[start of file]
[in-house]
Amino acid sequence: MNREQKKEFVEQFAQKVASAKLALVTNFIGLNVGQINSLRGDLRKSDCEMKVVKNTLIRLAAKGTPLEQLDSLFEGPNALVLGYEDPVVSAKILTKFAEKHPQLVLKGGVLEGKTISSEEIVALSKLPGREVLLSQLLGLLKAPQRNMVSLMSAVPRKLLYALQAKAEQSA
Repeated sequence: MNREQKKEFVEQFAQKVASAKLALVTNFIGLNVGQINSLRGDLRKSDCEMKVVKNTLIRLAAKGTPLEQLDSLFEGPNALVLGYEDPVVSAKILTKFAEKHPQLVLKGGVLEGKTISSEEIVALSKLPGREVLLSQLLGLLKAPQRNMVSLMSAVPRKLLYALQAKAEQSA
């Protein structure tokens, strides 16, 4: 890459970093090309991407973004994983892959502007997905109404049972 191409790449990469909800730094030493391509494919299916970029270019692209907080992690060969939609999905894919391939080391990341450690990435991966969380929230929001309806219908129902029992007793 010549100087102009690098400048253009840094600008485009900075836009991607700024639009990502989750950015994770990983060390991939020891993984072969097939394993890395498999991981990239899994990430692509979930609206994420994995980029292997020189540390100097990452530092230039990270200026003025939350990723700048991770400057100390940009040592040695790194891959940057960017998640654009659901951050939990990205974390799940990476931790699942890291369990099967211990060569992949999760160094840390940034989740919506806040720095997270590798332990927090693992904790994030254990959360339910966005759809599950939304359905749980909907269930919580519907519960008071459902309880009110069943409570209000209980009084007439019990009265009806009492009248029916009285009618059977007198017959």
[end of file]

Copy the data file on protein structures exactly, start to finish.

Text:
[in-house]
Amino acid sequence: MNREQKKEFVEQFAQKVASAKLALVTNFIGLNVGQINSLRGDLRKSDCEMKVVKNTLIRLAAKGTPLEQLDSLFEGPNALVLGYEDPVVSAKILTKFAEKHPQLVLKGGVLEGKTISSEEIVALSKLPGREVLLSQLLGLLKAPQRNMVSLMSAVPRKLLYALQAKAEQSA
Repeated sequence: MNREQKKEFVEQFAQKVASAKLALVTNFIGLNVGQINSLRGDLRKSDCEMKVVKNTLIRLAAKGTPLEQLDSLFEGPNALVLGYEDPVVSAKILTKFAEKHPQLVLKGGVLEGKTISSEEIVALSKLPGREVLLSQLLGLLKAPQRNMVSLMSAVPRKLLYALQAKAEQSA
């Protein structure tokens, strides 16, 4: 890459970093090309991407973004994983892959502007997905109404049972 191409790449990469909800730094030493391509494919299916970029270019692209907080992690060969939609999905894919391939080391990341450690990435991966969380929230929001309806219908129902029992007793 010549100087102009690098400048253009840094600008485009900075836009991607700024639009990502989750950015994770990983060390991939020891993984072969097939394993890395498999991981990239899994990430692509979930609206994420994995980029292997020189540390100097990452530092230039990270200026003025939350990723700048991770400057100390940009040592040695790194891959940057960017998640654009659901951050939990990205974390799940990476931790699942890291369990099967211990060569992949999760160094840390940034989740919506806040720095997270590798332990927090693992904790994030254990959360339910966005759809599950939304359905749980909907269930919580519907519960008071459902309880009110069943409570209000209980009084007439019990009265009806009492009248029916009285009618059977007198017959």